Contractor VS Subcontractor: What’s the Difference?

: A man in a yellow vest is inspecting an electric socket.

Contractors and subcontractors are the two professionals needed for small and big projects. For example, a cabinet maker might be hired as the contractor for crafting the expensive cabinets of a hotel. And in case this cabinet maker doesn’t do an installation, then a cabinet installer might be hired as a subcontractor. 

You may be thinking about taking on one of these roles yourself or maybe you want to start your own business and need to know what you have to have in place before you do. Either way, there are certain liabilities involved in the construction project, IT project, or any other undertaking, and securing the right insurance can make sure both you and your small business are protected. The first matter of business is to understand contractor vs subcontractor and dive deeper into what’s the difference. You can then decide on how you can better protect yourself as a contractor or subcontractor for masonry, electrical installation, app development, or any other projects.

Contractor vs Subcontractor: A Quick Look

Here’s a table that summarizes the difference between a contractor and a subcontractor:


Contractor Subcontractor
Hired directly by the company that owns the project Hired by the contractor not the company that owns the project
Oversees the overall completion of the project  Completes the tasks assigned by the contractor. Not concerned with other tasks regarding the project
Liable to the company that owns the project  Liable to the contractor not the company that owns the project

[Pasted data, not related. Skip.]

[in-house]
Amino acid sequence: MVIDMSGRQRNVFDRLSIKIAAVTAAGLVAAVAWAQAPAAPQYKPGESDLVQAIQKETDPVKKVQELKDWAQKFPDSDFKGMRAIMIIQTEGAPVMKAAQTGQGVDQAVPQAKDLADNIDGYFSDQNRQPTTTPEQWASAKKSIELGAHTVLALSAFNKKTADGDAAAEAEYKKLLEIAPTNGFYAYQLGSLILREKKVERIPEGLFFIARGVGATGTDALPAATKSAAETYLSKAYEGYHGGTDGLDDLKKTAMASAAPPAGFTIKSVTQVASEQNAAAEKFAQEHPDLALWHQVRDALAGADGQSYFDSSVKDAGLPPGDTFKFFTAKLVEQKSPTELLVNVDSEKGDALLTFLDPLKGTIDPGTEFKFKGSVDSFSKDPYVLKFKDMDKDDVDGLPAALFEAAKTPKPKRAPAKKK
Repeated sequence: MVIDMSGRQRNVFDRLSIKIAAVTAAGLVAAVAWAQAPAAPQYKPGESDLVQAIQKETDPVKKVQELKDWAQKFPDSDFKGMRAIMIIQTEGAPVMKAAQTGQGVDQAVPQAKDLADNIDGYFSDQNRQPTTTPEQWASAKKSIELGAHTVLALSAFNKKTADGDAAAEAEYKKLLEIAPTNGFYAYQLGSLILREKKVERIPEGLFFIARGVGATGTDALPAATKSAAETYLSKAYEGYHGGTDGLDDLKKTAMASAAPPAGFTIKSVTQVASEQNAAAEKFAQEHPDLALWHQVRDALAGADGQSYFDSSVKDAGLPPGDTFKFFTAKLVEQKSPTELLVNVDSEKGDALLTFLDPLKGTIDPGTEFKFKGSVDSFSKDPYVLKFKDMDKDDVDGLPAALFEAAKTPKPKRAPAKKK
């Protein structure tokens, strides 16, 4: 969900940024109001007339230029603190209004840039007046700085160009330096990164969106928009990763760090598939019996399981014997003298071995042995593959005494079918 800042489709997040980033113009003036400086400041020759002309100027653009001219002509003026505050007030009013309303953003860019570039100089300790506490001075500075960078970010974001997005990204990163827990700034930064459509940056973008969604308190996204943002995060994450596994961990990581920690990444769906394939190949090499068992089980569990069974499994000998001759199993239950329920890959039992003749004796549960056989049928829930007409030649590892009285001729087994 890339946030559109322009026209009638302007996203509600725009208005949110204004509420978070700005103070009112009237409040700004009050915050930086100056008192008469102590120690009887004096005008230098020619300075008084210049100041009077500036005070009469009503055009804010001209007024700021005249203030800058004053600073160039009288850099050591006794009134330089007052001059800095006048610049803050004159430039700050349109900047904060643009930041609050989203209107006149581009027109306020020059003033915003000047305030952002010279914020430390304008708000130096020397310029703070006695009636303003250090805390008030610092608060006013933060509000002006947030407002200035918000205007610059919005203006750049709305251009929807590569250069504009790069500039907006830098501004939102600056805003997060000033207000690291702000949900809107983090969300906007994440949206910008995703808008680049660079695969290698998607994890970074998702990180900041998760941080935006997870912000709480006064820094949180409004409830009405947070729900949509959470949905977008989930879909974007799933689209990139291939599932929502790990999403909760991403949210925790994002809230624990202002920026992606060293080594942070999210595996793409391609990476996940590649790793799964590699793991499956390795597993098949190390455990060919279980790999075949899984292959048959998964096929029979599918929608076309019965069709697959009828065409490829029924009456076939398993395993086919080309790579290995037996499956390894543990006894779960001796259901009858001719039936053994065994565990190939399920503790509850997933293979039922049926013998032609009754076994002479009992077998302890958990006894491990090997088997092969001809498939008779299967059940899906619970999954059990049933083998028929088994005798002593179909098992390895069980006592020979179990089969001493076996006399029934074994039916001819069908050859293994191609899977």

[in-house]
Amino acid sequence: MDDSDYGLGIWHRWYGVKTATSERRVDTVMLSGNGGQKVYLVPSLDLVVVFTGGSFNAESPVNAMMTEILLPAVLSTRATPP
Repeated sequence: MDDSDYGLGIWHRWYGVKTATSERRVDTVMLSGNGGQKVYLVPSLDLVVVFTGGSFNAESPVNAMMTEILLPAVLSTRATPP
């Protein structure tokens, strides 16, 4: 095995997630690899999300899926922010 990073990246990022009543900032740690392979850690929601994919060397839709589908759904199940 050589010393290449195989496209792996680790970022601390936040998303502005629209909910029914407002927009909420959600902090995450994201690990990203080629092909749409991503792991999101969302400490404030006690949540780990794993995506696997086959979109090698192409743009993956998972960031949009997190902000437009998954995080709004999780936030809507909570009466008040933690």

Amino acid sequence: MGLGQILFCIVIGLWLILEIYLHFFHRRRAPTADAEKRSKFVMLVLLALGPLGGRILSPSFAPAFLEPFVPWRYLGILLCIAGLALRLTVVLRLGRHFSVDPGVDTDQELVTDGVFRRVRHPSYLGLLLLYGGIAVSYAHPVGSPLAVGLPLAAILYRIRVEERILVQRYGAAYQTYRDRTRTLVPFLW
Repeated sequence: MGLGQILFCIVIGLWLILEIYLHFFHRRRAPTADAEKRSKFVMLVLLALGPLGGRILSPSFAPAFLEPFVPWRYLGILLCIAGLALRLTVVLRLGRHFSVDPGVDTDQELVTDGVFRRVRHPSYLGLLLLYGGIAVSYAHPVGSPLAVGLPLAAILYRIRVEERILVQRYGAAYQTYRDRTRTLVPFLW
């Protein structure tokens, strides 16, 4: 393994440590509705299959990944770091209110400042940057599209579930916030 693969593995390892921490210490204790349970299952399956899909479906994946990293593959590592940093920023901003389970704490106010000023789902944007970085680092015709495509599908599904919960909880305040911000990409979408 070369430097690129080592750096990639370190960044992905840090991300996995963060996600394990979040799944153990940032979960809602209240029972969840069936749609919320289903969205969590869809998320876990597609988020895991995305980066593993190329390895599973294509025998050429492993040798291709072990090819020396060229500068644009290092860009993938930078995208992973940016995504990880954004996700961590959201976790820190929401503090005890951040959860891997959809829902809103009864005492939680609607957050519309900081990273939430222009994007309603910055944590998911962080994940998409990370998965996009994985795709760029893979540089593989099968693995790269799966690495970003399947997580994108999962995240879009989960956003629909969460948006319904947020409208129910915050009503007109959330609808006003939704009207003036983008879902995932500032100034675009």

May provide advice on how the project should be undertaken May provide advice but not directly to the owner of the project but through the contractor who acts as an intermediary
Bears the burden of the entire project when delays or cancellations due to issues occur  Only bears the burden to tasks issued by the contractor in case issues occur

What is a Contractor? 

So what is a contractor? When you think of a contractor you’re right if you picture a plumber or an electrician. But note that the term doesn’t apply to professionals in the construction industry. In reality, contractors are persons or companies that apply for a project contract posted by construction firms, IT firms, and other big businesses. These contractors can then receive compensation for the work done. Moreover, contractors may also hire subcontractors to meet deadlines or ensure the quality of output. Aside from asking what are contractors, you should also wonder what they do in practice. There are four basic functions a contractor has, which are as follows: 

  • Establishing and securing a contract-All contractors must bid for a project, which entails marketing services by showing a work portfolio and price range. Once a contract for the work is in place, then you can get started tackling the project

  • Providing advice-Contractors provide advice on how a project should be done in the most efficient, effective, and safest method possible

  • Handing over a finished project-Contractors are also in charge of delivering a finished project to the client. They also conduct evaluations to test the completed output before informing the client that it’s ready to be utilized or released

The contractor is the one ultimately responsible for delivering the final project and managing it to completion. Usually, a contractor will oversee the entire project even though they have most of their experience in a single trade. This is the point where they may reach out to a subcontractor for assistance. 


Subcontractor Definition: What is a Subcontractor?

A subcontractor, on the other hand, is someone who will help a contractor complete a certain project or job. They can be companies or individuals who the contractor reaches out to and hires for assistance.